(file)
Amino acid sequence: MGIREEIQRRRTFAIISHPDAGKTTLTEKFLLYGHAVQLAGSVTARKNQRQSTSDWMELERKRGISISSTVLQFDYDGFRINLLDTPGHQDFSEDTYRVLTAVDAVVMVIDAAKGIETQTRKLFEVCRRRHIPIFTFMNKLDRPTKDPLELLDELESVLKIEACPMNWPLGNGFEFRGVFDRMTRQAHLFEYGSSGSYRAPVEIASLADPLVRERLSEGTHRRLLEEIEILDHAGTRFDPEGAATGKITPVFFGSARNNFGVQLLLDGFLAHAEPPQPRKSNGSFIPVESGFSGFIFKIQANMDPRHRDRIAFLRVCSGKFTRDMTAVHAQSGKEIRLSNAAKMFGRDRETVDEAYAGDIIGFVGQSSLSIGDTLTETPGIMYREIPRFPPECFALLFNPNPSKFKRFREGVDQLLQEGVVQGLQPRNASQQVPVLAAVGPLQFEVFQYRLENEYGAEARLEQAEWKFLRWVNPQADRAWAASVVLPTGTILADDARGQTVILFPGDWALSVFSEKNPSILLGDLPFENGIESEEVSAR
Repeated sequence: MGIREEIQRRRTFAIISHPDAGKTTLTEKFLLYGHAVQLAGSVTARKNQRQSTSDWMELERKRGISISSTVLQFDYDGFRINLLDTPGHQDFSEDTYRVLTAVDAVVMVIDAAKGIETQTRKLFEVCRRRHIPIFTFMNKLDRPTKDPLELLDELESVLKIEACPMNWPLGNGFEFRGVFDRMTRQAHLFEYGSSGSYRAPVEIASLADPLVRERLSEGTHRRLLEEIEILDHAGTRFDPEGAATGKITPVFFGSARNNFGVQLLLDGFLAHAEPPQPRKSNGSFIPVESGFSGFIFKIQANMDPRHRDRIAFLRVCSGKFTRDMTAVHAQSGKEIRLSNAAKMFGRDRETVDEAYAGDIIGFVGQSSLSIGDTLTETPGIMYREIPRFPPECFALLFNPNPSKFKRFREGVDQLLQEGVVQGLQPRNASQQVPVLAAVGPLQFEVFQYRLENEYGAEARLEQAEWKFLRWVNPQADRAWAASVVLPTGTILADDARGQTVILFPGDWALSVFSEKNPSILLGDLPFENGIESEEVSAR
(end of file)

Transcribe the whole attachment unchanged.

Amino acid sequence: MGIREEIQRRRTFAIISHPDAGKTTLTEKFLLYGHAVQLAGSVTARKNQRQSTSDWMELERKRGISISSTVLQFDYDGFRINLLDTPGHQDFSEDTYRVLTAVDAVVMVIDAAKGIETQTRKLFEVCRRRHIPIFTFMNKLDRPTKDPLELLDELESVLKIEACPMNWPLGNGFEFRGVFDRMTRQAHLFEYGSSGSYRAPVEIASLADPLVRERLSEGTHRRLLEEIEILDHAGTRFDPEGAATGKITPVFFGSARNNFGVQLLLDGFLAHAEPPQPRKSNGSFIPVESGFSGFIFKIQANMDPRHRDRIAFLRVCSGKFTRDMTAVHAQSGKEIRLSNAAKMFGRDRETVDEAYAGDIIGFVGQSSLSIGDTLTETPGIMYREIPRFPPECFALLFNPNPSKFKRFREGVDQLLQEGVVQGLQPRNASQQVPVLAAVGPLQFEVFQYRLENEYGAEARLEQAEWKFLRWVNPQADRAWAASVVLPTGTILADDARGQTVILFPGDWALSVFSEKNPSILLGDLPFENGIESEEVSAR
Repeated sequence: MGIREEIQRRRTFAIISHPDAGKTTLTEKFLLYGHAVQLAGSVTARKNQRQSTSDWMELERKRGISISSTVLQFDYDGFRINLLDTPGHQDFSEDTYRVLTAVDAVVMVIDAAKGIETQTRKLFEVCRRRHIPIFTFMNKLDRPTKDPLELLDELESVLKIEACPMNWPLGNGFEFRGVFDRMTRQAHLFEYGSSGSYRAPVEIASLADPLVRERLSEGTHRRLLEEIEILDHAGTRFDPEGAATGKITPVFFGSARNNFGVQLLLDGFLAHAEPPQPRKSNGSFIPVESGFSGFIFKIQANMDPRHRDRIAFLRVCSGKFTRDMTAVHAQSGKEIRLSNAAKMFGRDRETVDEAYAGDIIGFVGQSSLSIGDTLTETPGIMYREIPRFPPECFALLFNPNPSKFKRFREGVDQLLQEGVVQGLQPRNASQQVPVLAAVGPLQFEVFQYRLENEYGAEARLEQAEWKFLRWVNPQADRAWAASVVLPTGTILADDARGQTVILFPGDWALSVFSEKNPSILLGDLPFENGIESEEVSAR